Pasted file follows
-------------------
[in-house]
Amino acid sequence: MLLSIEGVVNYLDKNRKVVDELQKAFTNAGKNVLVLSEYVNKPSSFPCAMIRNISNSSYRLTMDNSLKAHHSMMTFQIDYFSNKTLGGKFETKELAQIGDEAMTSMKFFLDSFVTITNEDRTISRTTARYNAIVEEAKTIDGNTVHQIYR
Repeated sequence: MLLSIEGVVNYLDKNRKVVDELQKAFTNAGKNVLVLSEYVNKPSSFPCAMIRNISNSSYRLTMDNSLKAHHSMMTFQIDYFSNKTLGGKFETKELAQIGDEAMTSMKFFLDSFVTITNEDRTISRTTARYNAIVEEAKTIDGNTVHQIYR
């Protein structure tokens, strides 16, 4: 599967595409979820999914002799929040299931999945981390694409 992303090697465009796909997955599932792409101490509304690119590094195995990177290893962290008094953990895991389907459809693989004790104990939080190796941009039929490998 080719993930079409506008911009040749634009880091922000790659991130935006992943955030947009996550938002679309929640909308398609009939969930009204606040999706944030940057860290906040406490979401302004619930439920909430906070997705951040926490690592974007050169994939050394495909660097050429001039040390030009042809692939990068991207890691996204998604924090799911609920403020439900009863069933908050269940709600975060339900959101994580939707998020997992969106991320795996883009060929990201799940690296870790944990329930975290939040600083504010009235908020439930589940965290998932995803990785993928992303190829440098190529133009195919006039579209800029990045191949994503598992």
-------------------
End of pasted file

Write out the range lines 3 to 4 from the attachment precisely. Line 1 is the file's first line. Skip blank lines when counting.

Repeated sequence: MLLSIEGVVNYLDKNRKVVDELQKAFTNAGKNVLVLSEYVNKPSSFPCAMIRNISNSSYRLTMDNSLKAHHSMMTFQIDYFSNKTLGGKFETKELAQIGDEAMTSMKFFLDSFVTITNEDRTISRTTARYNAIVEEAKTIDGNTVHQIYR
């Protein structure tokens, strides 16, 4: 599967595409979820999914002799929040299931999945981390694409 992303090697465009796909997955599932792409101490509304690119590094195995990177290893962290008094953990895991389907459809693989004790104990939080190796941009039929490998 080719993930079409506008911009040749634009880091922000790659991130935006992943955030947009996550938002679309929640909308398609009939969930009204606040999706944030940057860290906040406490979401302004619930439920909430906070997705951040926490690592974007050169994939050394495909660097050429001039040390030009042809692939990068991207890691996204998604924090799911609920403020439900009863069933908050269940709600975060339900959101994580939707998020997992969106991320795996883009060929990201799940690296870790944990329930975290939040600083504010009235908020439930589940965290998932995803990785993928992303190829440098190529133009195919006039579209800029990045191949994503598992």